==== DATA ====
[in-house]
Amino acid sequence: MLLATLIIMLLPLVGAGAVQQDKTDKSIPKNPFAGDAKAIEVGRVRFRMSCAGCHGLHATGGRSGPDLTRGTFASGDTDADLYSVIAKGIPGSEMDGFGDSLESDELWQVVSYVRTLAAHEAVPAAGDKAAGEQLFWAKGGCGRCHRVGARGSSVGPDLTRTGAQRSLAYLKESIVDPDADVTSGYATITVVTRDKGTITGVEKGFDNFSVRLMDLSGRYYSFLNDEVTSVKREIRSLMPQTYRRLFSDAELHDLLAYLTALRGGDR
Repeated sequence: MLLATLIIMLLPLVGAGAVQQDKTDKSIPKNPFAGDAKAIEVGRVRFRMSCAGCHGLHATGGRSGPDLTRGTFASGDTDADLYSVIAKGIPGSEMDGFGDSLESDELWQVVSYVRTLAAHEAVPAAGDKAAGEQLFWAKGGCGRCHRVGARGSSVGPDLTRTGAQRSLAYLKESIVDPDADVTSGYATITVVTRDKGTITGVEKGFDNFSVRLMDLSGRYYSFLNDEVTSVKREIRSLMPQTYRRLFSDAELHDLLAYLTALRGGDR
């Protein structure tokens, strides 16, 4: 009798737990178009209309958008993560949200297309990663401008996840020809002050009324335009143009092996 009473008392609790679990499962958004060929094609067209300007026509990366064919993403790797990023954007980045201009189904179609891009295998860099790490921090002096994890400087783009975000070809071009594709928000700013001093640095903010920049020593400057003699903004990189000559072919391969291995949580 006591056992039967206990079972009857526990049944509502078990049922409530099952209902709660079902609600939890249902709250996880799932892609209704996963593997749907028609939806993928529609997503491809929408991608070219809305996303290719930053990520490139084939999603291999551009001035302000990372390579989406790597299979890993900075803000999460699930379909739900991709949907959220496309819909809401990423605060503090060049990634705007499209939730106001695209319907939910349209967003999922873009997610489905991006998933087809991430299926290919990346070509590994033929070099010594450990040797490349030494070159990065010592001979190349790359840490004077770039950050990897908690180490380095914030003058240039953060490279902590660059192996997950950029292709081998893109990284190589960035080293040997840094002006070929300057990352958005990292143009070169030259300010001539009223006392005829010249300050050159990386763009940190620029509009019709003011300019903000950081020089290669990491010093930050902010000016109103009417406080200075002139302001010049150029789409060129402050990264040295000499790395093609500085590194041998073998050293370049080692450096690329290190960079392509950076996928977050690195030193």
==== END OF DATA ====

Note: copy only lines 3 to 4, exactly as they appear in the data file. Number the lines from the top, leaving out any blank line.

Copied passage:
Repeated sequence: MLLATLIIMLLPLVGAGAVQQDKTDKSIPKNPFAGDAKAIEVGRVRFRMSCAGCHGLHATGGRSGPDLTRGTFASGDTDADLYSVIAKGIPGSEMDGFGDSLESDELWQVVSYVRTLAAHEAVPAAGDKAAGEQLFWAKGGCGRCHRVGARGSSVGPDLTRTGAQRSLAYLKESIVDPDADVTSGYATITVVTRDKGTITGVEKGFDNFSVRLMDLSGRYYSFLNDEVTSVKREIRSLMPQTYRRLFSDAELHDLLAYLTALRGGDR
């Protein structure tokens, strides 16, 4: 009798737990178009209309958008993560949200297309990663401008996840020809002050009324335009143009092996 009473008392609790679990499962958004060929094609067209300007026509990366064919993403790797990023954007980045201009189904179609891009295998860099790490921090002096994890400087783009975000070809071009594709928000700013001093640095903010920049020593400057003699903004990189000559072919391969291995949580 006591056992039967206990079972009857526990049944509502078990049922409530099952209902709660079902609600939890249902709250996880799932892609209704996963593997749907028609939806993928529609997503491809929408991608070219809305996303290719930053990520490139084939999603291999551009001035302000990372390579989406790597299979890993900075803000999460699930379909739900991709949907959220496309819909809401990423605060503090060049990634705007499209939730106001695209319907939910349209967003999922873009997610489905991006998933087809991430299926290919990346070509590994033929070099010594450990040797490349030494070159990065010592001979190349790359840490004077770039950050990897908690180490380095914030003058240039953060490279902590660059192996997950950029292709081998893109990284190589960035080293040997840094002006070929300057990352958005990292143009070169030259300010001539009223006392005829010249300050050159990386763009940190620029509009019709003011300019903000950081020089290669990491010093930050902010000016109103009417406080200075002139302001010049150029789409060129402050990264040295000499790395093609500085590194041998073998050293370049080692450096690329290190960079392509950076996928977050690195030193």